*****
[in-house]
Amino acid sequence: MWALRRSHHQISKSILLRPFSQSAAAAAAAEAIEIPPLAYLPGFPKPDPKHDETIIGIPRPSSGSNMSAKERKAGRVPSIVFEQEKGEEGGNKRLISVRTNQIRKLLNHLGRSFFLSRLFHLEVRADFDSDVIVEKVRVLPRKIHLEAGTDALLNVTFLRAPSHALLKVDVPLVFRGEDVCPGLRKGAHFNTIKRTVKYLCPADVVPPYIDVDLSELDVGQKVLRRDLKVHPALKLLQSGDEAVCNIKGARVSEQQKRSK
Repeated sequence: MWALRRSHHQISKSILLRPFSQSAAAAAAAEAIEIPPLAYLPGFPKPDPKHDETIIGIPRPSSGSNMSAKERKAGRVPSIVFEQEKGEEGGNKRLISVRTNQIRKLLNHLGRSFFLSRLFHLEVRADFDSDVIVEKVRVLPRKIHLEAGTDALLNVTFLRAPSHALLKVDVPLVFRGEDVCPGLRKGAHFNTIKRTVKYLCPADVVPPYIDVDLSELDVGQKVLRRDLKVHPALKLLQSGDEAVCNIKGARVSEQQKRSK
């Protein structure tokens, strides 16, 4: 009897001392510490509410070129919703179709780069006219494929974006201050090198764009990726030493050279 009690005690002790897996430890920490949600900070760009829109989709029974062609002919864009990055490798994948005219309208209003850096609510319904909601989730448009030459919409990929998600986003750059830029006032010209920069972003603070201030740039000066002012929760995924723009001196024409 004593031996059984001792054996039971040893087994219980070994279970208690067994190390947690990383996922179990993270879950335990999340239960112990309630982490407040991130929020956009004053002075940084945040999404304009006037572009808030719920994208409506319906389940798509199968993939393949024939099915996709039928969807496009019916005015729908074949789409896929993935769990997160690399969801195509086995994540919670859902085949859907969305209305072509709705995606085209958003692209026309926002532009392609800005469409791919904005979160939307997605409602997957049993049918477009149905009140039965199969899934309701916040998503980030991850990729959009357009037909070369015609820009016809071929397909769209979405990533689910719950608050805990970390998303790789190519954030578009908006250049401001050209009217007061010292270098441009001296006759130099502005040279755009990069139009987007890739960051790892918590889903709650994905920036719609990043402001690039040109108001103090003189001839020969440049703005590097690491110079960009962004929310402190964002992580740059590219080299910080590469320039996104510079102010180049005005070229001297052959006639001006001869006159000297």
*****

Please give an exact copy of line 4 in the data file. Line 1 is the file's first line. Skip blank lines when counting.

């Protein structure tokens, strides 16, 4: 009897001392510490509410070129919703179709780069006219494929974006201050090198764009990726030493050279 009690005690002790897996430890920490949600900070760009829109989709029974062609002919864009990055490798994948005219309208209003850096609510319904909601989730448009030459919409990929998600986003750059830029006032010209920069972003603070201030740039000066002012929760995924723009001196024409 004593031996059984001792054996039971040893087994219980070994279970208690067994190390947690990383996922179990993270879950335990999340239960112990309630982490407040991130929020956009004053002075940084945040999404304009006037572009808030719920994208409506319906389940798509199968993939393949024939099915996709039928969807496009019916005015729908074949789409896929993935769990997160690399969801195509086995994540919670859902085949859907969305209305072509709705995606085209958003692209026309926002532009392609800005469409791919904005979160939307997605409602997957049993049918477009149905009140039965199969899934309701916040998503980030991850990729959009357009037909070369015609820009016809071929397909769209979405990533689910719950608050805990970390998303790789190519954030578009908006250049401001050209009217007061010292270098441009001296006759130099502005040279755009990069139009987007890739960051790892918590889903709650994905920036719609990043402001690039040109108001103090003189001839020969440049703005590097690491110079960009962004929310402190964002992580740059590219080299910080590469320039996104510079102010180049005005070229001297052959006639001006001869006159000297």